Filipino kids ‘not allowed to be themselves’

User Rating:  / 0
PoorBest 

Textbook history tells us that Jose Rizal was shot in the back on the field of Bagumbayan (New Land) in the cool morning of Dec. 30, 1896. What would have happened to him, to us, to the nascent nation he dreamed about, if he were not executed? Would he have been involved in the Malolos Republic and in the Philippine-American War, or would he have accepted a position in the American colonial bureaucracy in the Philippines?

All these questions make for daydreams to while away the time I waste in traffic. Teodoro Agoncillo once told me that it was useless to consider the what-ifs in history because we don’t even have the time to consider what actually happened.

Dropping in at a 7-Eleven convenience store to make “pagpag” after visiting a wake one evening, I was reminded that Rizal was the seventh of 11 children born to Francisco Mercado and Teodora Alonso. There were two boys and nine girls in the family home in Calamba, and of the 10 children who survived to adulthood, two daughters and the two sons never married, although Paciano Rizal had a daughter. At certain points in time, Rizal seriously considered marriage to three of his 12 known girlfriends, but he remained a childless bachelor to his death. If he had not been executed in 1896, I presume he would have taken care of his aging parents and overseen the education of his many nephews and nieces.

Rizal’s sisters were quite productive, as can be seen in a letter from Teodora Alonso to Rizal on Nov. 23, 1883:

“Now I’m going to mention to you, one by one, my new debts to the Lord. On June 6, 1882, Lucía delivered a baby boy who was named José. On 15 September 1882, Neneng gave birth to a boy who was named Alfredo. On 14 June 1883, Sisa gave birth to a girl who was given the name María Consolación; on 3 September 1883, Olimpia gave birth to a boy who was named Aristeo; on 24 November 1883, Lucía gave birth to a girl. On the 26 of this month Neneng gave birth to a girl also.  Both girls are not yet baptized but they will be on Sunday. Here many die of childbirth but they went through it safely.”

It is not well-known that Rizal’s first patient when he returned to the Philippines in 1887 was his sister Olimpia, the most beautiful of his sisters, who was with child. Rizal attended to her, eventually resulting in the death of both mother and child. Of course, this was not intentional, and is never recorded in our textbooks. Narcisa, one of Rizal’s favorite sisters whose nickname “Sisa” was immortalized in “Noli Me Tangere,” wrote him on Feb. 27, 1886, to say:

“I suppose you don’t know yet that I’m now the mother of six children. In this letter you will see the names of the three older ones written by themselves, and of the last ones, the older was Isabel, the deceased one, and the two, one girl and one boy, are called Consolación and Leoncio López, who is as fat as a melon. The children of Sra. Neneng are three: They are called Alfredo, Adela and Abelardo. Olimpia’s shortly will be three, like Sra. Neneng’s. The two who are not here are called Aristeo and Cesario; the older one called Aristeo, what a lively boy he is! His godfather is Sr. Paciano. He will be a useful boy when he gets older. At the age of 2, he already knows a great deal. He is the only consolation of our parents, I tell you, because when you see this child, even if you are angry, you will be obliged to laugh, he is so funny.”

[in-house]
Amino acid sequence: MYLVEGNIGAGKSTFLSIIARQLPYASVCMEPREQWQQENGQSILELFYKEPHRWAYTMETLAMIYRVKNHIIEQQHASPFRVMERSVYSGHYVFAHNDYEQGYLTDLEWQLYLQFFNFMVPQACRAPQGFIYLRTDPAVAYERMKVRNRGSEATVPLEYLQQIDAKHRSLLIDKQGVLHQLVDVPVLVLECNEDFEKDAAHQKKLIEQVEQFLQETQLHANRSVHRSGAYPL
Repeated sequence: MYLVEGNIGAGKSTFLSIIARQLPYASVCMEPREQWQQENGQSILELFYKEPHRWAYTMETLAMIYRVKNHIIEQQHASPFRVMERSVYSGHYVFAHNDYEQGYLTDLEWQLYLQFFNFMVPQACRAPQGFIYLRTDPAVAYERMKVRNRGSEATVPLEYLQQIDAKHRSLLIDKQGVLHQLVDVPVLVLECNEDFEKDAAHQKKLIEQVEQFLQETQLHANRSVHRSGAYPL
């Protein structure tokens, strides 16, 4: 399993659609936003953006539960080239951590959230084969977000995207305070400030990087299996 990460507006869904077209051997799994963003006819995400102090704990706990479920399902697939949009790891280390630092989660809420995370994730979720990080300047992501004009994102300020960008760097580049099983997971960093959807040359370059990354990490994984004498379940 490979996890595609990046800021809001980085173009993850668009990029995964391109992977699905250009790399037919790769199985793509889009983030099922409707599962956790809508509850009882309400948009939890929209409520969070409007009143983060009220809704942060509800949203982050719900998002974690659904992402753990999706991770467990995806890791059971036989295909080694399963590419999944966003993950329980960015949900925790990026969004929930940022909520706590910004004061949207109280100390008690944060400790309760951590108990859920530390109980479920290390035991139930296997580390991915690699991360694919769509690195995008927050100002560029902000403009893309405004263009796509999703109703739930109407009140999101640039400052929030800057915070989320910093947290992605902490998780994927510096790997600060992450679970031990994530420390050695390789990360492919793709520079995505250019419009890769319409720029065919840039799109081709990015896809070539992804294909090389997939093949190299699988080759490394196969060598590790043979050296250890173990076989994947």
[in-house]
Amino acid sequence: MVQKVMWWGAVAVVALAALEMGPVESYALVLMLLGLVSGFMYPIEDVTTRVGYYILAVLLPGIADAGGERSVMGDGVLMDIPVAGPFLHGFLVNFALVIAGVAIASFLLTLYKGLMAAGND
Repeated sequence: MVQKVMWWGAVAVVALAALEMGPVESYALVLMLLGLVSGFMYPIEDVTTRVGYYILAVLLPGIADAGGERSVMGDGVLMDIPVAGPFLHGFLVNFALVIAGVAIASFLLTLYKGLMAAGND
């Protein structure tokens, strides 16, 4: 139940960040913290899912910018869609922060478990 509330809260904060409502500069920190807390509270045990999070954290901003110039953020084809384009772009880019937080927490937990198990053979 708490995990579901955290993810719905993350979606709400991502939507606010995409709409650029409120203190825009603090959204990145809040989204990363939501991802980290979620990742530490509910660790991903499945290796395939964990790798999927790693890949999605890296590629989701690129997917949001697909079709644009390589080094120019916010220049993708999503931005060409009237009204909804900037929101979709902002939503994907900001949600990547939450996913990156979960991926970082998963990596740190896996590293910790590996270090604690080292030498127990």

One can only imagine what joy Rizal, homesick in Europe, got from snail mail. Neneng, for example, described Alfredo Porfirio, or “Freding,” in a letter dated Dec. 14, 1882, as having: “a well-shaped body, is stout, round-faced, having a sharp nose, small chin and eyes, flat head, bald on the left side.” Lucia Herbosa, in a letter of Nov. 13, 1882, described a son born to her in 1882, named Jose: “I amuse myself with Jose’s ear, which is like yours. I tell you that it is really like yours, but I pray that the likeness does not stop there, but that he may have your disposition, your goodness, and diligence in good works.”

Paciano was so concerned about the education of his nephews that he wrote Rizal on July 18, 1886:

“Furnish me with information of the best schools there. We have many nephews, most of them promising. It is a pity that these ones should fall into the hands of teachers who teach unwillingly and do so only for show. It is true that they inculcate in children the very same principles, such as fear and humility, the first being the beginning of wisdom and the second of apostolic and civic virtue, but it is also true that fear and humility lead to dullness.”

Mixing religion with education did not sit well with Rizal, who noted that unlike in Europe, children in the Philippines “are not allowed to be themselves, to make noise or to play. Instead they are made to recite the rosary and novena until the poor youngsters become very sleepy and understand nothing of what is going on. Consequently, when they reach the age of reason, they pray just as they have prayed when they were children, without understanding what they are saying; they fall asleep or think of nonsense. Nothing can destroy a thing more than the abuse of it, and praying can also be abused.”

If Rizal were not executed in 1896, he probably would have been a very progressive schoolmaster, opening a “Colegio Moderno” to mold and train the youth he called “the fair hope of the motherland.” Inquirer.net